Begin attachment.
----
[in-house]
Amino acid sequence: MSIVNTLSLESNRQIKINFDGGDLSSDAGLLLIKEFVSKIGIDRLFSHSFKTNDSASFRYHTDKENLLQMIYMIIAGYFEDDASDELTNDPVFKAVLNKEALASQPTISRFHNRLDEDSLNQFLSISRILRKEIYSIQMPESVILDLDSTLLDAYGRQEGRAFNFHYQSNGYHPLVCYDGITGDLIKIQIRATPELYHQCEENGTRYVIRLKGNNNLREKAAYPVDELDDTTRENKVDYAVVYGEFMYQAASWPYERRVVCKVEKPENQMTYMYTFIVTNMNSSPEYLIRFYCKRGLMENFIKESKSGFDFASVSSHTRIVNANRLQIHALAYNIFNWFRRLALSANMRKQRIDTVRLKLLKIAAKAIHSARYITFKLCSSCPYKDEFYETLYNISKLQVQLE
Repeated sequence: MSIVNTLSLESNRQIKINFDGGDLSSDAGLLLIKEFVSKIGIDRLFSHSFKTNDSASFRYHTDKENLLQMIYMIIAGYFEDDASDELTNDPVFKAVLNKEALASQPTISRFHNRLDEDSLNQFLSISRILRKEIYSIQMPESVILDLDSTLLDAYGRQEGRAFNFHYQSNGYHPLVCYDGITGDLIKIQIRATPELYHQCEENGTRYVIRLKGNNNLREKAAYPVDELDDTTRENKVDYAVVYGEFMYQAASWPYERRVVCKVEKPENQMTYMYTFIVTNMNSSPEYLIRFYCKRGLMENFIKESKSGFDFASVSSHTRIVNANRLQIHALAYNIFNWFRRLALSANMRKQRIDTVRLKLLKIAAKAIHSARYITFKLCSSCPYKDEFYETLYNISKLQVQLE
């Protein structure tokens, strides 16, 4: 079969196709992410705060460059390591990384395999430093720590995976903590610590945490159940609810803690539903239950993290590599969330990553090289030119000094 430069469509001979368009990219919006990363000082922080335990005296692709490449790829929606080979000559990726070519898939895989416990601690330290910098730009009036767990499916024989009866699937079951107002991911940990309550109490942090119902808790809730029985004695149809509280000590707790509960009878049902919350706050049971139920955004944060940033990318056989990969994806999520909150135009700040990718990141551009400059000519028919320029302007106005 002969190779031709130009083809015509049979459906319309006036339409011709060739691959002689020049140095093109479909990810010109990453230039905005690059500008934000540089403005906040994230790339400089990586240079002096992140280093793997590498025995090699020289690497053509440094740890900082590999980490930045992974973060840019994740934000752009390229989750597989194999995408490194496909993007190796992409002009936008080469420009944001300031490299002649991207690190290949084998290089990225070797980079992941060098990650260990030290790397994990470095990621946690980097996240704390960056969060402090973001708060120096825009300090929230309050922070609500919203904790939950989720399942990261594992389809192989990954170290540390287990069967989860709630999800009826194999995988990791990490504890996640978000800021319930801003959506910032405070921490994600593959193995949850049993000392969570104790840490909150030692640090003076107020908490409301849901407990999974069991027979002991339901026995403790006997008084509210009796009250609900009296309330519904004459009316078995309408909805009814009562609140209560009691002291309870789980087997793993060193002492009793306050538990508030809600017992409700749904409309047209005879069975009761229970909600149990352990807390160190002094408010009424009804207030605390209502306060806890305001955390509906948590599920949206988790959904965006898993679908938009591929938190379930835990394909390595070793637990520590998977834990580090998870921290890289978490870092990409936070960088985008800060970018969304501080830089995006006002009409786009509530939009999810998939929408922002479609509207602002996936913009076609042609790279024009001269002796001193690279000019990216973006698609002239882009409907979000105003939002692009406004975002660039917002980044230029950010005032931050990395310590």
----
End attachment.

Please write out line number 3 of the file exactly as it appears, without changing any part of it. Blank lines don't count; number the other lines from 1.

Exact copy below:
Repeated sequence: MSIVNTLSLESNRQIKINFDGGDLSSDAGLLLIKEFVSKIGIDRLFSHSFKTNDSASFRYHTDKENLLQMIYMIIAGYFEDDASDELTNDPVFKAVLNKEALASQPTISRFHNRLDEDSLNQFLSISRILRKEIYSIQMPESVILDLDSTLLDAYGRQEGRAFNFHYQSNGYHPLVCYDGITGDLIKIQIRATPELYHQCEENGTRYVIRLKGNNNLREKAAYPVDELDDTTRENKVDYAVVYGEFMYQAASWPYERRVVCKVEKPENQMTYMYTFIVTNMNSSPEYLIRFYCKRGLMENFIKESKSGFDFASVSSHTRIVNANRLQIHALAYNIFNWFRRLALSANMRKQRIDTVRLKLLKIAAKAIHSARYITFKLCSSCPYKDEFYETLYNISKLQVQLE